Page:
El Ñaqui is the best food truck on the island. I get a Greek salad with ribs. It sounds like a strange combination but the salad is always really fresh and it has all of these nice extra touches, like a sun-dried tomato pesto and cashews and a guava vinaigrette which makes it taste very Puerto Rican. It goes great with the ribs, which are brushed with a guava barbecue sauce. And when I feel like taking in a nice view: El Hamburger. It has a vista of Old San Juan where you can see the water and the old forts and the colorful houses and cobblestones. You are able to see the true essence of the Old City all at once and the burger gets wrapped in with the ocean breeze. It’s spectacular.”

Lechonera El Rancho de Apa.

Mario Juan, chef and owner of Pernilería Los Próceres
I go to Ariel for classic fine dining. They feature local produce, [prepared] with French/German techniques, but with a modern American quality as well. A good example of what the chef does there is a duck with lavender and coriander spaetzle. There’s two places that I would say that are the most culturally significant food establishments right now. El Burén de Lula in Loíza is one. Lula does crab-based Puerto Rican cuisine — her jueyes salmorejo, stewed land crab, is so good. And she cooks her beans with pig trotters underneath. It is one of these places that is preserving authentic local cuisine. The other is Lechonera El Rancho de Apa. Apa’s whole roasted pig is legendary. What Lula is to crab, Apa is to pork.”

The Hen House.

Mario Pagan, chef and owner of Mario Pagan Restaurant, Sage Steak Loft, and Melao
For street food, I like The Hen House. Chef Pierre-Philippe Saussy’s fried chicken sandwich with ranch buttermilk dressing and cucumber is off the charts! It’s in Lote 23, a food kiosk collective. I go to Musa for brunch, as the ropa vieja ranchera [stewed, shredded beef] is succulently layered. aMare at the new Serafina Beach Hotel is an Italian seafood restaurant. It’s great to go for a view of the ocean and their stylish pool deck. Their spinach and avocado with parmesan salad is perfect for a sunset setting.”

Lula.

Peter Schintler, chef and owner of Marmalade Restaurant
“My most frequented local restaurant is Casita Miramar. They do simple things well, like mofongo [mashed green plantains], grilled fish, and there are a few nice vegetarian items on the menu. For a special occasion, I like 311 in Old San Juan. Service is very good. The chef is very good. Again, it’s simple things done well. You could have a beautiful salad with seared scallops in lemon butter. Cuatro Sombras goes against the grain of all of the masses of Puerto Rico coffee. Coffee is like music — you don’t have to have a favorite but you have to have a style. Pablo Muñoz, the owner, makes an elegant coffee. It’s nutty, spiced, high-acid, very complex, with a beautiful nose and long palate to it. It’s like drinking wine.”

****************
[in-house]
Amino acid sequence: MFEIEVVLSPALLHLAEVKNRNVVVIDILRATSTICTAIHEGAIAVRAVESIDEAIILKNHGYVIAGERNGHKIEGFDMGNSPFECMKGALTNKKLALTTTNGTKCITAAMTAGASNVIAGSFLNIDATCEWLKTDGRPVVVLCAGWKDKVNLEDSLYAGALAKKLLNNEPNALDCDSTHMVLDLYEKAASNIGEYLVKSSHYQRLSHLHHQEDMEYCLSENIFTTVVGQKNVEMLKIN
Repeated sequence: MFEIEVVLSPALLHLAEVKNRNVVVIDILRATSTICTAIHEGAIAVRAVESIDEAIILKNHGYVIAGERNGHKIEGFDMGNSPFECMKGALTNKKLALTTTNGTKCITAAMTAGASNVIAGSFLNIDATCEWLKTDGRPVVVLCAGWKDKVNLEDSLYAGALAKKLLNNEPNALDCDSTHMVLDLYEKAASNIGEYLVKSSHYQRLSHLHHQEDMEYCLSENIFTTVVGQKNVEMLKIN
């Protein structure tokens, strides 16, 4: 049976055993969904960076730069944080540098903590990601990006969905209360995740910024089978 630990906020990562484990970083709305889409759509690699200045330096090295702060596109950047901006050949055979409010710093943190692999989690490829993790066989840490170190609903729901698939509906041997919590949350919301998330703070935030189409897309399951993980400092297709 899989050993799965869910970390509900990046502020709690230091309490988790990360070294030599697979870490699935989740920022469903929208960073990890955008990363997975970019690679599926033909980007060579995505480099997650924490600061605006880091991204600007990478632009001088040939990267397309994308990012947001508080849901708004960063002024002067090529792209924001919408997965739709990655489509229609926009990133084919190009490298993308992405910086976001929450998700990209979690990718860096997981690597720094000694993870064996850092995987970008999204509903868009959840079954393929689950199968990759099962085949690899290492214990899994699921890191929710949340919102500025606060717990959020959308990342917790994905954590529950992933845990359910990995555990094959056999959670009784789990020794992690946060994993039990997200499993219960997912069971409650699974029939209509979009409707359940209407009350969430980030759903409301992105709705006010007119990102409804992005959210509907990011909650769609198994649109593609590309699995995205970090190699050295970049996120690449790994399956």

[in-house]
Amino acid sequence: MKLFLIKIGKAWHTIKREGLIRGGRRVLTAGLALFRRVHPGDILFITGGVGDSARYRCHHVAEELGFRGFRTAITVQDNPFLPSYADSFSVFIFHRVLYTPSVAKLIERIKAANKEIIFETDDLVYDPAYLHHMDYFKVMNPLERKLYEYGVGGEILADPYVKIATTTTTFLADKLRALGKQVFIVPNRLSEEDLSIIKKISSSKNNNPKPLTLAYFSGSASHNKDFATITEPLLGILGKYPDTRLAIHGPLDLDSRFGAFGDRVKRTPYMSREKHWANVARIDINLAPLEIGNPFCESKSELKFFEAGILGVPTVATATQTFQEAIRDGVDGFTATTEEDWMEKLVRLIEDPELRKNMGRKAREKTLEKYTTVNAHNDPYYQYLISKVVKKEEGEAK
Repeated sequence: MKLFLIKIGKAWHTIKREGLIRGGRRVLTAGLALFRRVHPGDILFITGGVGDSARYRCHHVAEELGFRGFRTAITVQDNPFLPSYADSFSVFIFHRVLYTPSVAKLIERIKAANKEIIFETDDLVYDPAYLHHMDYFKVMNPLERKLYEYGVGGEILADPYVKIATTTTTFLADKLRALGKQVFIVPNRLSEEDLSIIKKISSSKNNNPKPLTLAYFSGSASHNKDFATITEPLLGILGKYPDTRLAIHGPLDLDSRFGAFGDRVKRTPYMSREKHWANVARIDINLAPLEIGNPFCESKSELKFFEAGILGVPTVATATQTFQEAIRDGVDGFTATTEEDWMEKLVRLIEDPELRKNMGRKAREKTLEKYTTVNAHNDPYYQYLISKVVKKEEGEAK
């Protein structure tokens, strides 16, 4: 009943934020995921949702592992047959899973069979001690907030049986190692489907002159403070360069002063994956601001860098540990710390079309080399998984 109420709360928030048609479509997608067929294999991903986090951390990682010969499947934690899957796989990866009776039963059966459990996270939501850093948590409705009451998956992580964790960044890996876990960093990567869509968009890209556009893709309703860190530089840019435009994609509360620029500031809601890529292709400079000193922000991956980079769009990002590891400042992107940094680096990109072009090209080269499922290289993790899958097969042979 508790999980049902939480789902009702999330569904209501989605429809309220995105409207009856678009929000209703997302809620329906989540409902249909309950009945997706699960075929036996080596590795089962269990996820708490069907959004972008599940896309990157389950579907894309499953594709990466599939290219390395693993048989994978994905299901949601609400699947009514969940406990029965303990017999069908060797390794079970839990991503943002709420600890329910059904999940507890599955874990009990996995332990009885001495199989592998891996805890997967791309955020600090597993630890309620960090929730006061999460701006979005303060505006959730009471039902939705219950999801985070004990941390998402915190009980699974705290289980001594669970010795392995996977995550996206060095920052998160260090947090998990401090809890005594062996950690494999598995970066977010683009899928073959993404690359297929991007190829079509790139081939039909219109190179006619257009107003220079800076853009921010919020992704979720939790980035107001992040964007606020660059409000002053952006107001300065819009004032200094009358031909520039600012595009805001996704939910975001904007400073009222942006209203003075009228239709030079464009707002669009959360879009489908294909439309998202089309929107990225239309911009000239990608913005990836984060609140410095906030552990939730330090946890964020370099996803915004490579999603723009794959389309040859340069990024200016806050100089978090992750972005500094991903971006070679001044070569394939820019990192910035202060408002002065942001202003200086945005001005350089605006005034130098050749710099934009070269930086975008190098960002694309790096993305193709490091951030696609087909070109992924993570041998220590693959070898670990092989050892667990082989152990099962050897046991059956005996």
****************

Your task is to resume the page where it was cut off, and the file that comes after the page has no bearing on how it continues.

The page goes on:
Heladeria San Jose.

Natalia Rivera Vázquez and Luis Castillo, chefs and owners of El Jangiri
“When we want to have rice and beans, we go to Comederia Fonda Urbana. It’s always good and very true to what Puerto Rican food is. For a bakery in San Juan, we like La Jerezana. They make sandwiches where they put everything inside the bread. We’re pretty sure they leave the bread half cooked and then everything melts inside when they heat it up. They have the best choripan — sausage sandwich — ever. Also for breakfast we like Mrs. Potts. She bakes her own bread and what’s really great is that she serves breakfast and brunch all week long so you don’t have to wait for Sunday.”

El Churry.

Wilo Benet, chef and owner of the forthcoming Wilo Eatery & Bar
“For a special occasion, my No. 1 place is Compostela. I go for the cochinillo, the suckling pig. And I have arroz a banda, which is like a thin paella, the edges crisp up really nice. And have to get some jamon de pata negra and a little bit of pulpo [octopus], and then some good wine. For street food, El Churry is a place in Isla Verde that has been around for decades; it has great sandwiches. They were the first food truck in Puerto Rico and now they are many. Their “tripleta” sandwich is what everyone gets: It’s a sandwich with three meats — chicken, pork, and beef — plus ketchup. It’s what to eat after a big night out.”

Where San Juan’s Top Chefs Eat Every Meal